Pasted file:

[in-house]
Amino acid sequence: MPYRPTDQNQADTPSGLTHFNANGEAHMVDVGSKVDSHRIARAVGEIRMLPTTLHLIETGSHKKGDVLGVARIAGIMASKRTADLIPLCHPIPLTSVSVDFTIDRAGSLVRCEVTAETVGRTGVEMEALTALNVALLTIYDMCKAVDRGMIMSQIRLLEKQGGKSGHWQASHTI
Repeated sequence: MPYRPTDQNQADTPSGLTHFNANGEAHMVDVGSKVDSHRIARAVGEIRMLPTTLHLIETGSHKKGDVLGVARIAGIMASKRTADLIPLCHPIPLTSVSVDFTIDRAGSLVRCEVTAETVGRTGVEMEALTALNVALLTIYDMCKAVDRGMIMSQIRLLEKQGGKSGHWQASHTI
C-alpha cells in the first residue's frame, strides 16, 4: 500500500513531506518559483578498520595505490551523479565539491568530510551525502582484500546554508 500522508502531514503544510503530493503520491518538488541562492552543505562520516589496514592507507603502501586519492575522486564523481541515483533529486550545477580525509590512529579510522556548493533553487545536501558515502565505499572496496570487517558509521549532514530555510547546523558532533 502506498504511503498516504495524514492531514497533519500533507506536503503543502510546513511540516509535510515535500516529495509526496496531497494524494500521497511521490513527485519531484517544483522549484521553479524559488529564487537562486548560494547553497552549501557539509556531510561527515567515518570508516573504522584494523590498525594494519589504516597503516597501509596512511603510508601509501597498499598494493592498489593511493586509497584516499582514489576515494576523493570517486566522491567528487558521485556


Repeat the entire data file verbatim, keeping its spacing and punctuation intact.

[in-house]
Amino acid sequence: MPYRPTDQNQADTPSGLTHFNANGEAHMVDVGSKVDSHRIARAVGEIRMLPTTLHLIETGSHKKGDVLGVARIAGIMASKRTADLIPLCHPIPLTSVSVDFTIDRAGSLVRCEVTAETVGRTGVEMEALTALNVALLTIYDMCKAVDRGMIMSQIRLLEKQGGKSGHWQASHTI
Repeated sequence: MPYRPTDQNQADTPSGLTHFNANGEAHMVDVGSKVDSHRIARAVGEIRMLPTTLHLIETGSHKKGDVLGVARIAGIMASKRTADLIPLCHPIPLTSVSVDFTIDRAGSLVRCEVTAETVGRTGVEMEALTALNVALLTIYDMCKAVDRGMIMSQIRLLEKQGGKSGHWQASHTI
C-alpha cells in the first residue's frame, strides 16, 4: 500500500513531506518559483578498520595505490551523479565539491568530510551525502582484500546554508 500522508502531514503544510503530493503520491518538488541562492552543505562520516589496514592507507603502501586519492575522486564523481541515483533529486550545477580525509590512529579510522556548493533553487545536501558515502565505499572496496570487517558509521549532514530555510547546523558532533 502506498504511503498516504495524514492531514497533519500533507506536503503543502510546513511540516509535510515535500516529495509526496496531497494524494500521497511521490513527485519531484517544483522549484521553479524559488529564487537562486548560494547553497552549501557539509556531510561527515567515518570508516573504522584494523590498525594494519589504516597503516597501509596512511603510508601509501597498499598494493592498489593511493586509497584516499582514489576515494576523493570517486566522491567528487558521485556